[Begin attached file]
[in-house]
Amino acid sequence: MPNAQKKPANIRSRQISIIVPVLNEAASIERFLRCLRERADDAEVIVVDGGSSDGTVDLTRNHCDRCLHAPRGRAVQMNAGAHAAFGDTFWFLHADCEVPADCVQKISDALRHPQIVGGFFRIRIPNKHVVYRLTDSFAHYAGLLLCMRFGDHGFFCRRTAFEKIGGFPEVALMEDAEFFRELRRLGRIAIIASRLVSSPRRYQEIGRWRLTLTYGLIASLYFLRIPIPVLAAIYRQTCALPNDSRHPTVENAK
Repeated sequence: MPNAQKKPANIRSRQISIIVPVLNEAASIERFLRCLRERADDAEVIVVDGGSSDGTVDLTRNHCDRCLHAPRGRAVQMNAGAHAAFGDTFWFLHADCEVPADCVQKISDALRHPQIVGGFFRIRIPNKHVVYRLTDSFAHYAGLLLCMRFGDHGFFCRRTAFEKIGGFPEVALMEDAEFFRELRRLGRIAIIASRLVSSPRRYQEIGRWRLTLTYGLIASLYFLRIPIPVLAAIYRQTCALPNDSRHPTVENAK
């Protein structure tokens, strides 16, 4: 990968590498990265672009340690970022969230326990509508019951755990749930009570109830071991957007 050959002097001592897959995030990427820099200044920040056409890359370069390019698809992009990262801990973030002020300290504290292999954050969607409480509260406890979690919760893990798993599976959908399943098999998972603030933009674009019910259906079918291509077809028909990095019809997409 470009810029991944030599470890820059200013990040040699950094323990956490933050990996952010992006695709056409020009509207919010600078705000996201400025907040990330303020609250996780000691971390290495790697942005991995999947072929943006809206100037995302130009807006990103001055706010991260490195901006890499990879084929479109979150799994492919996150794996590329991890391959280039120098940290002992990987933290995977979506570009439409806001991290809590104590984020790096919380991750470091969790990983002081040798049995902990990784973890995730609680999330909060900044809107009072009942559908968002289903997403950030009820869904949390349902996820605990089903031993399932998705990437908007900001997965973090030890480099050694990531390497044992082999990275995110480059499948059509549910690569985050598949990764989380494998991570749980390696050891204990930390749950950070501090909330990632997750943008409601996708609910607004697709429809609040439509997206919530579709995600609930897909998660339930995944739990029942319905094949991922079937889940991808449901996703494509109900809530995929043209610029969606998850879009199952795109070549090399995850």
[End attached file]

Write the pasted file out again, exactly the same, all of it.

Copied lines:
[in-house]
Amino acid sequence: MPNAQKKPANIRSRQISIIVPVLNEAASIERFLRCLRERADDAEVIVVDGGSSDGTVDLTRNHCDRCLHAPRGRAVQMNAGAHAAFGDTFWFLHADCEVPADCVQKISDALRHPQIVGGFFRIRIPNKHVVYRLTDSFAHYAGLLLCMRFGDHGFFCRRTAFEKIGGFPEVALMEDAEFFRELRRLGRIAIIASRLVSSPRRYQEIGRWRLTLTYGLIASLYFLRIPIPVLAAIYRQTCALPNDSRHPTVENAK
Repeated sequence: MPNAQKKPANIRSRQISIIVPVLNEAASIERFLRCLRERADDAEVIVVDGGSSDGTVDLTRNHCDRCLHAPRGRAVQMNAGAHAAFGDTFWFLHADCEVPADCVQKISDALRHPQIVGGFFRIRIPNKHVVYRLTDSFAHYAGLLLCMRFGDHGFFCRRTAFEKIGGFPEVALMEDAEFFRELRRLGRIAIIASRLVSSPRRYQEIGRWRLTLTYGLIASLYFLRIPIPVLAAIYRQTCALPNDSRHPTVENAK
């Protein structure tokens, strides 16, 4: 990968590498990265672009340690970022969230326990509508019951755990749930009570109830071991957007 050959002097001592897959995030990427820099200044920040056409890359370069390019698809992009990262801990973030002020300290504290292999954050969607409480509260406890979690919760893990798993599976959908399943098999998972603030933009674009019910259906079918291509077809028909990095019809997409 470009810029991944030599470890820059200013990040040699950094323990956490933050990996952010992006695709056409020009509207919010600078705000996201400025907040990330303020609250996780000691971390290495790697942005991995999947072929943006809206100037995302130009807006990103001055706010991260490195901006890499990879084929479109979150799994492919996150794996590329991890391959280039120098940290002992990987933290995977979506570009439409806001991290809590104590984020790096919380991750470091969790990983002081040798049995902990990784973890995730609680999330909060900044809107009072009942559908968002289903997403950030009820869904949390349902996820605990089903031993399932998705990437908007900001997965973090030890480099050694990531390497044992082999990275995110480059499948059509549910690569985050598949990764989380494998991570749980390696050891204990930390749950950070501090909330990632997750943008409601996708609910607004697709429809609040439509997206919530579709995600609930897909998660339930995944739990029942319905094949991922079937889940991808449901996703494509109900809530995929043209610029969606998850879009199952795109070549090399995850």